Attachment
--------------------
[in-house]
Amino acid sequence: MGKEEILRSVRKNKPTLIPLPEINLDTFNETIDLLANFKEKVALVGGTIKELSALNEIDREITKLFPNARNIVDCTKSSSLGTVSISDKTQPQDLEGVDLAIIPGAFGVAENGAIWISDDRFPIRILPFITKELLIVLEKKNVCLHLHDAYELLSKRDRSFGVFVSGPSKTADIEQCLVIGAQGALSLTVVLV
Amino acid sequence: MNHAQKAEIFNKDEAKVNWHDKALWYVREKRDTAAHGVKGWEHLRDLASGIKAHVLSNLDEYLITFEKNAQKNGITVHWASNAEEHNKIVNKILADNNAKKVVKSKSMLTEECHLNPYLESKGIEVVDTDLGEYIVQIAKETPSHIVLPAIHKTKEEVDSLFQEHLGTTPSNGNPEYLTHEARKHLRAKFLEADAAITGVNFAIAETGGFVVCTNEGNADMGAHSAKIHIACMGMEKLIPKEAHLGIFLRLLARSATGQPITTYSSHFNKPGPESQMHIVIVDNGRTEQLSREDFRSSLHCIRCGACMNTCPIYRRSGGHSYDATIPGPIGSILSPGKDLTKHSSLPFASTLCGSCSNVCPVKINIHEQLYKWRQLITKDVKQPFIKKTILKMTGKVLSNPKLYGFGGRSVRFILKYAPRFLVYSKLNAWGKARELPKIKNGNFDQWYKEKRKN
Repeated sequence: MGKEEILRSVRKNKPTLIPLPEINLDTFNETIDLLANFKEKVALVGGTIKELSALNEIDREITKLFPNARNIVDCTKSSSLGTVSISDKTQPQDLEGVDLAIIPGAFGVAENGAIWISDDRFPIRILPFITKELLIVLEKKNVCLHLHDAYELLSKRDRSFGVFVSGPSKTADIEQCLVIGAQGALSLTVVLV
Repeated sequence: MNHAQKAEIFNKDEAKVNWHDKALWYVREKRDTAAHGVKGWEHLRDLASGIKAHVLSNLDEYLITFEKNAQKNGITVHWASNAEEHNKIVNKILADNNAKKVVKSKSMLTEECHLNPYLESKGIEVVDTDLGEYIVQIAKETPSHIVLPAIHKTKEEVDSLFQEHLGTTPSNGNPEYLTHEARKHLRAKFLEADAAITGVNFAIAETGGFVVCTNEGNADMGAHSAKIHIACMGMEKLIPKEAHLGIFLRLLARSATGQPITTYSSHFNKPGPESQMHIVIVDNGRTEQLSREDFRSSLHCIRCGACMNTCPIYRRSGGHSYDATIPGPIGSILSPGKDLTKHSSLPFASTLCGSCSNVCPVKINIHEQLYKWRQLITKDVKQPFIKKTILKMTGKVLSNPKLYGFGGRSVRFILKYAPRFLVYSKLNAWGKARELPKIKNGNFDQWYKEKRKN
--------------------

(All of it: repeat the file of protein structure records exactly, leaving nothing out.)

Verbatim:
[in-house]
Amino acid sequence: MGKEEILRSVRKNKPTLIPLPEINLDTFNETIDLLANFKEKVALVGGTIKELSALNEIDREITKLFPNARNIVDCTKSSSLGTVSISDKTQPQDLEGVDLAIIPGAFGVAENGAIWISDDRFPIRILPFITKELLIVLEKKNVCLHLHDAYELLSKRDRSFGVFVSGPSKTADIEQCLVIGAQGALSLTVVLV
Amino acid sequence: MNHAQKAEIFNKDEAKVNWHDKALWYVREKRDTAAHGVKGWEHLRDLASGIKAHVLSNLDEYLITFEKNAQKNGITVHWASNAEEHNKIVNKILADNNAKKVVKSKSMLTEECHLNPYLESKGIEVVDTDLGEYIVQIAKETPSHIVLPAIHKTKEEVDSLFQEHLGTTPSNGNPEYLTHEARKHLRAKFLEADAAITGVNFAIAETGGFVVCTNEGNADMGAHSAKIHIACMGMEKLIPKEAHLGIFLRLLARSATGQPITTYSSHFNKPGPESQMHIVIVDNGRTEQLSREDFRSSLHCIRCGACMNTCPIYRRSGGHSYDATIPGPIGSILSPGKDLTKHSSLPFASTLCGSCSNVCPVKINIHEQLYKWRQLITKDVKQPFIKKTILKMTGKVLSNPKLYGFGGRSVRFILKYAPRFLVYSKLNAWGKARELPKIKNGNFDQWYKEKRKN
Repeated sequence: MGKEEILRSVRKNKPTLIPLPEINLDTFNETIDLLANFKEKVALVGGTIKELSALNEIDREITKLFPNARNIVDCTKSSSLGTVSISDKTQPQDLEGVDLAIIPGAFGVAENGAIWISDDRFPIRILPFITKELLIVLEKKNVCLHLHDAYELLSKRDRSFGVFVSGPSKTADIEQCLVIGAQGALSLTVVLV
Repeated sequence: MNHAQKAEIFNKDEAKVNWHDKALWYVREKRDTAAHGVKGWEHLRDLASGIKAHVLSNLDEYLITFEKNAQKNGITVHWASNAEEHNKIVNKILADNNAKKVVKSKSMLTEECHLNPYLESKGIEVVDTDLGEYIVQIAKETPSHIVLPAIHKTKEEVDSLFQEHLGTTPSNGNPEYLTHEARKHLRAKFLEADAAITGVNFAIAETGGFVVCTNEGNADMGAHSAKIHIACMGMEKLIPKEAHLGIFLRLLARSATGQPITTYSSHFNKPGPESQMHIVIVDNGRTEQLSREDFRSSLHCIRCGACMNTCPIYRRSGGHSYDATIPGPIGSILSPGKDLTKHSSLPFASTLCGSCSNVCPVKINIHEQLYKWRQLITKDVKQPFIKKTILKMTGKVLSNPKLYGFGGRSVRFILKYAPRFLVYSKLNAWGKARELPKIKNGNFDQWYKEKRKN